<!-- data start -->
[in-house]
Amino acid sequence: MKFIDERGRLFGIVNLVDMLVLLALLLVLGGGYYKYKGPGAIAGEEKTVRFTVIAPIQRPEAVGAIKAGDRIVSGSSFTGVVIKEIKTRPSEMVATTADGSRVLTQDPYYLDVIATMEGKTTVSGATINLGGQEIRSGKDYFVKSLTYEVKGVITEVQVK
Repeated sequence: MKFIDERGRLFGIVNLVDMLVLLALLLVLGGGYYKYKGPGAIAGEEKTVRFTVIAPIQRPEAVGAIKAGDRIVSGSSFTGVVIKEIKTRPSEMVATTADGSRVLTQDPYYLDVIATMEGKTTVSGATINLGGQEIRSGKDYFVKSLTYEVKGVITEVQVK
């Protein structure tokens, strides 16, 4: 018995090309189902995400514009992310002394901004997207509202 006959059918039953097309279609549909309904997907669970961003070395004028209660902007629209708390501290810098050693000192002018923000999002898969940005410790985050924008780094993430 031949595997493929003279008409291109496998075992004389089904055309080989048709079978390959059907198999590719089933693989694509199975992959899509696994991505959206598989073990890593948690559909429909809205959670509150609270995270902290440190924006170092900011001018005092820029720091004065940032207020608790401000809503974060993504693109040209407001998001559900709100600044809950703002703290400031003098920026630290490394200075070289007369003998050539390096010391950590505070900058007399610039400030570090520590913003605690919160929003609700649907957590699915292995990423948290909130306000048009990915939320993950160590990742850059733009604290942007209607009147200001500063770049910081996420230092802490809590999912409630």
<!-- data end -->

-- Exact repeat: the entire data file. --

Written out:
[in-house]
Amino acid sequence: MKFIDERGRLFGIVNLVDMLVLLALLLVLGGGYYKYKGPGAIAGEEKTVRFTVIAPIQRPEAVGAIKAGDRIVSGSSFTGVVIKEIKTRPSEMVATTADGSRVLTQDPYYLDVIATMEGKTTVSGATINLGGQEIRSGKDYFVKSLTYEVKGVITEVQVK
Repeated sequence: MKFIDERGRLFGIVNLVDMLVLLALLLVLGGGYYKYKGPGAIAGEEKTVRFTVIAPIQRPEAVGAIKAGDRIVSGSSFTGVVIKEIKTRPSEMVATTADGSRVLTQDPYYLDVIATMEGKTTVSGATINLGGQEIRSGKDYFVKSLTYEVKGVITEVQVK
């Protein structure tokens, strides 16, 4: 018995090309189902995400514009992310002394901004997207509202 006959059918039953097309279609549909309904997907669970961003070395004028209660902007629209708390501290810098050693000192002018923000999002898969940005410790985050924008780094993430 031949595997493929003279008409291109496998075992004389089904055309080989048709079978390959059907198999590719089933693989694509199975992959899509696994991505959206598989073990890593948690559909429909809205959670509150609270995270902290440190924006170092900011001018005092820029720091004065940032207020608790401000809503974060993504693109040209407001998001559900709100600044809950703002703290400031003098920026630290490394200075070289007369003998050539390096010391950590505070900058007399610039400030570090520590913003605690919160929003609700649907957590699915292995990423948290909130306000048009990915939320993950160590990742850059733009604290942007209607009147200001500063770049910081996420230092802490809590999912409630």